Wednesday, 6 May 2015

Episode Close-Up: Daredevil (2015): 1x01 'Into the Ring'

© Netflix/Marvel | Source: Moviepilot

USA; 54 min.; drama, action, thriller, superhero, comic
Series Creator: Drew Goddard
Director: Phil Abraham
Writing: Drew Goddard, based on the Marvel comics by Stan Lee and Bill Everett
Cinematography: Matthew J. Lloyd
Cast: Charlie Cox, Deborah Ann Woll, Elden Henson, Toby Leonard Moore, Bob Gunton, Peter McRobbie, Daryl Edwards, Chris Tardio, John Patrick Hayden, Skylar Gaertner, Nikolai Nikolaeff, Gideon Emery, Peter Shinkoda, Wai Ching Ho, Vincent D'Onofrio 

Synopsis: Matt Murdock (Charlie Cox) is a blind lawyer in Hell’s Kitchen with a profound love of justice. Due to the high crime rate in his district, caused by the steady rise of a powerful mobster syndicate, he loses faith in the judicial system. In order to fight crime by day, he opens his first law firm together with his best friend Foggy (Elden Nelson). But it is the confrontation with the memories of his deceased father Jack (John Patrick Hayden) which gives him the incentive to also take action at night. Inspired by his father’s ability to never show fear and remain steadfast even in difficult circumstances, Murdock decides to stand up against the criminal elements of his city by roaming the streets as a masked vigilante. What nobody knows is that Murdock, although blind, has other ways of seeing and sensing things. 

I'm not seeking penance for what I've done, Father. I'm asking forgiveness for what I'm about to do." -- Matt Murdock

In the light of the recent infatuation with Marvel superheroes, the online streaming service Netflix has decided to produce a series about yet another costumed defender – Daredevil. A look at its very first episode indicates that, unlike in other Marvel movies or TV shows, there are no out-of-this-world gadgets, catchy one-liners or flashy costumes to dominate the scene, and this is precisely what makes Daredevil such a success. Reminiscent of Christopher Nolan’s Dark Knight trilogy, writer as well as show creator Drew Goddard and director Phil Abraham have crafted a gripping, dark and gritty introduction to the newest addition to the Marvel franchise. So, without further ado, prop up your feet, grab a tasty beverage of your choice and allow me to take you through some of my highlights from the Daredevil pilot episode ‘Into the Ring’.

© Netflix/Marvel | Source: Netflix screenshot

The episode opens with a flashback to the accident which took Murdock’s eyesight when he was just a little boy. I really enjoy this beginning because it does many things at the same time. First, it sets an oppressive mood of uncertainty and chaos, with the camera following Matt’s father Jack through the scene of a multiple collision accident, looking for his son; but once he finds out that Matt has been gravely injured by a radioactive substance dripping into his eyes, drama unfolds and Matt’s repeated heart-wrenching cry ‘I can’t see!’ finishes the scene on a haunting note. Furthermore, it establishes, from early on, the crucial relationship between Matt and his father, something that will be touched on even further in the course of the episode. It is basically the first in a row of clever flashbacks which will help to flesh out Murdock’s character and explain his various mindsets throughout the show.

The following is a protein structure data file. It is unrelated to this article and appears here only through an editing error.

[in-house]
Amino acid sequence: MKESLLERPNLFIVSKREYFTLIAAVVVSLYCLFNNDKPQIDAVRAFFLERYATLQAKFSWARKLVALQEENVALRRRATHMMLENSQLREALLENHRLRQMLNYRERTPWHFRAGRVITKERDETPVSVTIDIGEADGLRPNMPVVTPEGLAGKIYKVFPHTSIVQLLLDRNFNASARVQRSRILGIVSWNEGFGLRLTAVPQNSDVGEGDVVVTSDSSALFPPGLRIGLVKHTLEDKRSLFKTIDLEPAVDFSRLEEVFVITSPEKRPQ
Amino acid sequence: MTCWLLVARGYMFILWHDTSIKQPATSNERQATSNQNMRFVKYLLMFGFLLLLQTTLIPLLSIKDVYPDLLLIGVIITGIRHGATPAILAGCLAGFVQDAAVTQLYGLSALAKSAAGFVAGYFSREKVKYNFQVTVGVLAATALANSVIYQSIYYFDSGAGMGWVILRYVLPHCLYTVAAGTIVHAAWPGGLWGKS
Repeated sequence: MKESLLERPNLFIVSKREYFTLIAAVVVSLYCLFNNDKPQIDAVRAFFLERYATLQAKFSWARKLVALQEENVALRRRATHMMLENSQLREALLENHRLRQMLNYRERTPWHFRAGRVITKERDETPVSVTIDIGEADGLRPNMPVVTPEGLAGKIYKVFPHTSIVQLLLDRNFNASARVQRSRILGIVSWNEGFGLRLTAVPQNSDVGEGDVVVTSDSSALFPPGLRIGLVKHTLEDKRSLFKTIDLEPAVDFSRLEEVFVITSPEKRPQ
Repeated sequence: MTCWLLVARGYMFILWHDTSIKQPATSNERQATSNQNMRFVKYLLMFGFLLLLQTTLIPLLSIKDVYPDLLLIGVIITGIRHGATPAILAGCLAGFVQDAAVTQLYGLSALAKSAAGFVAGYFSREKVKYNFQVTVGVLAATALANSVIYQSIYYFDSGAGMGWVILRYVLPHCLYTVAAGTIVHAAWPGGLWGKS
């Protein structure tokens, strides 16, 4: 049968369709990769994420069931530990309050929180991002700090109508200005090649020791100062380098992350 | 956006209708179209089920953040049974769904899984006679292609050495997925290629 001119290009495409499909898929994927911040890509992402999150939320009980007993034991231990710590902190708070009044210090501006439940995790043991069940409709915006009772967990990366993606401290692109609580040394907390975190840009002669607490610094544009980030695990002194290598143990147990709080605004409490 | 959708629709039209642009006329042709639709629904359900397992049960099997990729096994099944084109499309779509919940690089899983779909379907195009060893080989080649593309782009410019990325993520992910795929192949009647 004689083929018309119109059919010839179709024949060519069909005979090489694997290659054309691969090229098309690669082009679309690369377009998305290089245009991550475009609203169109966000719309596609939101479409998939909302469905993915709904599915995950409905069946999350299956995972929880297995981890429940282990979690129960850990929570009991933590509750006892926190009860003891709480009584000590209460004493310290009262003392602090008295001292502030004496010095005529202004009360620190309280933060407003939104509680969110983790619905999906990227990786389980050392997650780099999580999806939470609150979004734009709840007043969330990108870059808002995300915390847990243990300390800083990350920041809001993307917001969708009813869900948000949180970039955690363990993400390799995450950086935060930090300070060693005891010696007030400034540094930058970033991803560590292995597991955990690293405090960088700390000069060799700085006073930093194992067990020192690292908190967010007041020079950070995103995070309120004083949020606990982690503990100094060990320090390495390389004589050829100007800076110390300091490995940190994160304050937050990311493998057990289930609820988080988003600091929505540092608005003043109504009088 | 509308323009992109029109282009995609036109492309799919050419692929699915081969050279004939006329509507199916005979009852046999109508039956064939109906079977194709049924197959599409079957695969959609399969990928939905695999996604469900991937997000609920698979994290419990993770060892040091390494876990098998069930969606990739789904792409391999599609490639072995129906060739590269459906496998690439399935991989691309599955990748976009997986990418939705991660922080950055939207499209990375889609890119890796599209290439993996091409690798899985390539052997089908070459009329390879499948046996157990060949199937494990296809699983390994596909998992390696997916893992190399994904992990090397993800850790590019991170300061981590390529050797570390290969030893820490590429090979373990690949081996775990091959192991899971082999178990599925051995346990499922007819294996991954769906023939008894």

© Netflix/Marvel | Source: Netflix screenshot

The following scene takes us back into the here and now, with 30-something Murdock sitting in a confessional box, telling the priest about how his deceased father, who was a boxer, always managed to get up after he’d been knocked down in the ring. I think this is my favourite sequence of the episode.  Everybody who up to this point questioned whether actor Charlie Cox would be able to carry the emotional gravitas of the role can now be sure that actually, yes, he very much can. In a heartfelt monologue, he brings across admiration for his father’s toughness and hints at his motivation for why he intends to become the masked defender of his city. I love how Cox manages to convey discontent with the legal system by delivering an on-point performance and making proper use of the metaphorical qualities of the screenplay. It is a beautiful scene, really.

© Netflix/Marvel | Source: Netflix screenshot

What follows is my second favourite sequence of the episode. Everybody who up to this point questioned whether actor Charlie Cox would be able to carry the physical gravitas of the role can now be sure that actually, yes, he very much can. Additionally, he seems to have a very good stunt double, which counts for something. However, this scene also works on many different levels. I like how they establish the whole thing as a Daredevil origin story. Murdock doesn’t yet wear the prominent costume. In fact, he doesn’t even harbour the name Daredevil yet. Apart from this, by having him interrupt a sex trafficking scheme, the direction of the show becomes apparent. Murdock isn’t up against aliens or superhuman individuals. No, he fights organised crime, which gives the whole thing a scarily human and thus realistic dimension.